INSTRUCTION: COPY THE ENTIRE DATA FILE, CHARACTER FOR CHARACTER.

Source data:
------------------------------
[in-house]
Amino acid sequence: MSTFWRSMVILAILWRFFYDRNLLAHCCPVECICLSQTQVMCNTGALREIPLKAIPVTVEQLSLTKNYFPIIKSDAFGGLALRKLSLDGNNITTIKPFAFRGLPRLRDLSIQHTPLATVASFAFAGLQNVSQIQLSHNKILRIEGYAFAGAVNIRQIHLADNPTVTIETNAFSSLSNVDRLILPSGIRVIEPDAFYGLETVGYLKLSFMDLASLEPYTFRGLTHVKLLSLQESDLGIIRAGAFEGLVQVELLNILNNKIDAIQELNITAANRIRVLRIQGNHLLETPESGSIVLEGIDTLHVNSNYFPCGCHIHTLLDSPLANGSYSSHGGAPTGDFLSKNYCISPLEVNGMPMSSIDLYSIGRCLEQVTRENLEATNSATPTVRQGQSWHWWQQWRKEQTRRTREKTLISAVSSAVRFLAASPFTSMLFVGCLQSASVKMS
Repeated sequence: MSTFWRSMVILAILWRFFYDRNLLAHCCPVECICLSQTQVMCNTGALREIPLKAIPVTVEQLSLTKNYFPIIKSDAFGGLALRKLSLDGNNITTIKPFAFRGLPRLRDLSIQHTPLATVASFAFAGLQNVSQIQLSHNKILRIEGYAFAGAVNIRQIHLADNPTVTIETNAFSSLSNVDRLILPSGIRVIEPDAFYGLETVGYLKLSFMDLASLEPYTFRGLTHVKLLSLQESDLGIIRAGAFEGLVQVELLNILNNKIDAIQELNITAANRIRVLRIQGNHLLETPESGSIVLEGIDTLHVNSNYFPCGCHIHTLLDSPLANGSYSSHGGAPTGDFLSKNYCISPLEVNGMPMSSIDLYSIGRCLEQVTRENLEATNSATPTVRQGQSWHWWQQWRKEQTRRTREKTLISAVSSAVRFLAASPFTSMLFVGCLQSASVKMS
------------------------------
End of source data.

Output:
[in-house]
Amino acid sequence: MSTFWRSMVILAILWRFFYDRNLLAHCCPVECICLSQTQVMCNTGALREIPLKAIPVTVEQLSLTKNYFPIIKSDAFGGLALRKLSLDGNNITTIKPFAFRGLPRLRDLSIQHTPLATVASFAFAGLQNVSQIQLSHNKILRIEGYAFAGAVNIRQIHLADNPTVTIETNAFSSLSNVDRLILPSGIRVIEPDAFYGLETVGYLKLSFMDLASLEPYTFRGLTHVKLLSLQESDLGIIRAGAFEGLVQVELLNILNNKIDAIQELNITAANRIRVLRIQGNHLLETPESGSIVLEGIDTLHVNSNYFPCGCHIHTLLDSPLANGSYSSHGGAPTGDFLSKNYCISPLEVNGMPMSSIDLYSIGRCLEQVTRENLEATNSATPTVRQGQSWHWWQQWRKEQTRRTREKTLISAVSSAVRFLAASPFTSMLFVGCLQSASVKMS
Repeated sequence: MSTFWRSMVILAILWRFFYDRNLLAHCCPVECICLSQTQVMCNTGALREIPLKAIPVTVEQLSLTKNYFPIIKSDAFGGLALRKLSLDGNNITTIKPFAFRGLPRLRDLSIQHTPLATVASFAFAGLQNVSQIQLSHNKILRIEGYAFAGAVNIRQIHLADNPTVTIETNAFSSLSNVDRLILPSGIRVIEPDAFYGLETVGYLKLSFMDLASLEPYTFRGLTHVKLLSLQESDLGIIRAGAFEGLVQVELLNILNNKIDAIQELNITAANRIRVLRIQGNHLLETPESGSIVLEGIDTLHVNSNYFPCGCHIHTLLDSPLANGSYSSHGGAPTGDFLSKNYCISPLEVNGMPMSSIDLYSIGRCLEQVTRENLEATNSATPTVRQGQSWHWWQQWRKEQTRRTREKTLISAVSSAVRFLAASPFTSMLFVGCLQSASVKMS